Chinese Car Sales Suffer Record Drop, Set For Historic Collapse

Earlier this month we reported that one month after US carmakers slashed dealer and customer incentives, US auto sales plunged with most OEMs missing even the most pessimistic estimates. Now, the US auto malaise has apread to the world's largest car market: China.

Looking at the latest Chinese auto sales car market, which has been one of the most reliable engines of global growth for decades, Bloomberg warns that all that "might be coming to an end."

The reason: dealership purchases of passenger vehicles plunged for a third straight month, the China Association of Automobile Manufacturers said on Friday. And with trade ties with the U.S. worsening by the day and car sales barely up for the year already, the industry is now facing the prospect of its first contraction on record.

The September data showed that passenger-car purchases by dealerships declined 12% from a year earlier to 2.06 million units in September, the biggest drop on record.

With the September drop, the market is now up just 0.6% for the first nine months of the year, and the CAAM association said fourth-quarter comparisons from 2017 are challenging, read a year over year decline is virtually assured even though CAAM stuck to its prediction that the market will show growth for the full year.

According to Bloomberg Intelligence analyst Steve Man, the slump may be the biggest that auto manufacturers have ever experienced in China. Similar to the US, weaker brands may be hit disproportionately, and the companies will need to cut prices to drum up sales, Man said. Some carmakers may also be forced to shutter factories to reduce inventories and lower costs.

Perversely, the slowdown comes at a time when global brands are making a bigger push into China, helped by the government opening up the economy. BMW on Thursday revealed a $4.1 billion deal to secure control of its Chinese joint venture, becoming first automaker to take advantage of China’s policy to let foreign companies own a majority holding of their local partnerships.

The German luxury-car maker is also among Western brands still boosting manufacturing capacity in China and expand local production of models including electric cars.

Tesla has also been pushing to build its own factory in China to gain a bigger slice of the world’s largest electric-vehicle market. and to avoid paying rising auto import tariffs.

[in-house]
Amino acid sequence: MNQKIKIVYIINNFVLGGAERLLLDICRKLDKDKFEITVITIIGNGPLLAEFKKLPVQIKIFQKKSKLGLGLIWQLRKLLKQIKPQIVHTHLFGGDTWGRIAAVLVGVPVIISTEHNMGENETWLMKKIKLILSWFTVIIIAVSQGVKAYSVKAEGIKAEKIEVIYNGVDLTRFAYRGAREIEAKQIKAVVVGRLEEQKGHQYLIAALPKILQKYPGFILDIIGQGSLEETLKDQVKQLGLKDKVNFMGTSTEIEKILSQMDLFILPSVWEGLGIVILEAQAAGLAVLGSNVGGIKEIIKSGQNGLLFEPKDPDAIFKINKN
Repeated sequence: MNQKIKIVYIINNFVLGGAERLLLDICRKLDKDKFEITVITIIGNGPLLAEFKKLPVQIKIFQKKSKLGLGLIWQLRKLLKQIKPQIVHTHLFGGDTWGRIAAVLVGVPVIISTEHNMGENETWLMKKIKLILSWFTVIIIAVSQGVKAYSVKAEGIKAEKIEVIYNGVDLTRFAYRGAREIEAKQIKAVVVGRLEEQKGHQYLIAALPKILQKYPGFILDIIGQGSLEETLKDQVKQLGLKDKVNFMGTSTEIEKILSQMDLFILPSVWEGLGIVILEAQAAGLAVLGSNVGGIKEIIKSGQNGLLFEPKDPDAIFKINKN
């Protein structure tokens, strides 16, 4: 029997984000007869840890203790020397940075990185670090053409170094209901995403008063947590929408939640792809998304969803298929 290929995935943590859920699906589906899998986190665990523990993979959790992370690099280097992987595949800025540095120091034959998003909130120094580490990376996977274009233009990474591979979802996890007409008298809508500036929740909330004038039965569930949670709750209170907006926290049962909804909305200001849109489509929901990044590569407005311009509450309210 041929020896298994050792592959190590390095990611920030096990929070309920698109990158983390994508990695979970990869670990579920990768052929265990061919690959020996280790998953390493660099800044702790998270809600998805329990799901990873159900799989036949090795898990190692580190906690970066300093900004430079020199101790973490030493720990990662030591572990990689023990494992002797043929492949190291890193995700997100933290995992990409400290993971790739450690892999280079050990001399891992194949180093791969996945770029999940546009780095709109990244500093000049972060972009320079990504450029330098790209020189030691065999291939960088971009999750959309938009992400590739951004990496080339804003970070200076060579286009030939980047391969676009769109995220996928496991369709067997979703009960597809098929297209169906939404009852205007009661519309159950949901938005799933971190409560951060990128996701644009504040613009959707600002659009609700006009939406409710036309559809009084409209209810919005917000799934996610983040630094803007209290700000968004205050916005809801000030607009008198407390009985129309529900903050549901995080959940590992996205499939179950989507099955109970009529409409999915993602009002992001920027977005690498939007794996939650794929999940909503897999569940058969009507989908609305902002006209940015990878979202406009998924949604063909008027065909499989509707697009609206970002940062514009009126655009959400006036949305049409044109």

China's slowdown is already hitting such names as General Motors which reported a 15% drop in China deliveries for the three months ended Sept. 30, the first quarterly report since the trade tensions with the U.S. began escalating in July. Volkswagen AG and Honda Motor Co. also reported declines in deliveries.

Another factor behind slumping demand is the phasing out of a rebate on purchase tax that was in place through last year. As Bloomberg adds, unexpected hurdles such as an increase in property prices are also weighing on demand, Xu Haidong, CAAM assistant secretary general, told reporters in Beijing.

The slowdown comes amid an escalating trade war between the US and China which have imposed rising tariffs on each other's imports. And as retailers have been passing on the new taxes to consumers and Chinese markets sell off, this tit-for-tat spat has resulted in fears shoppers would rein in spending.

Those fears have now been realized.

Making matters worse for global OEMs, the slowdown in China, where automakers invested billions in recent decades to build and bulk up factories, has left the industry struggling to find sources of growth on the planet. The trade war with the U.S. has prompted luxury-car makers BMW and Daimler to warn about lower profits, while Chinese consumers staying away from showrooms forced Jaguar Land Rover to shut a factory temporarily.

These concerns have materialized in the stock prices of both European and US carmakers, with the price of the EU auto sector sliding to a two year low...

... while the US auto sector has tumbled to the lowest level in nearly 6 years:

And the most troubling indicator of China's suddenly shrinking auto industry: the stock price of Ford recently plunged to the lowest level since November 2009.

How are China’s car dealers reacting to this sudden hit to the industry? The same way most other industries - both in China and in the US - respond in times of hardship: they are asking for fresh assistance from Beijing, pleading the government to come up with fresh measures to help spur demand, including changes to the way value-added tax is levied on used cars. It is likely that Beijing will fold to their demands as the alternative is China's worst case scenario: a wave of defaults and millions of newly unemployed, bored and angry workers.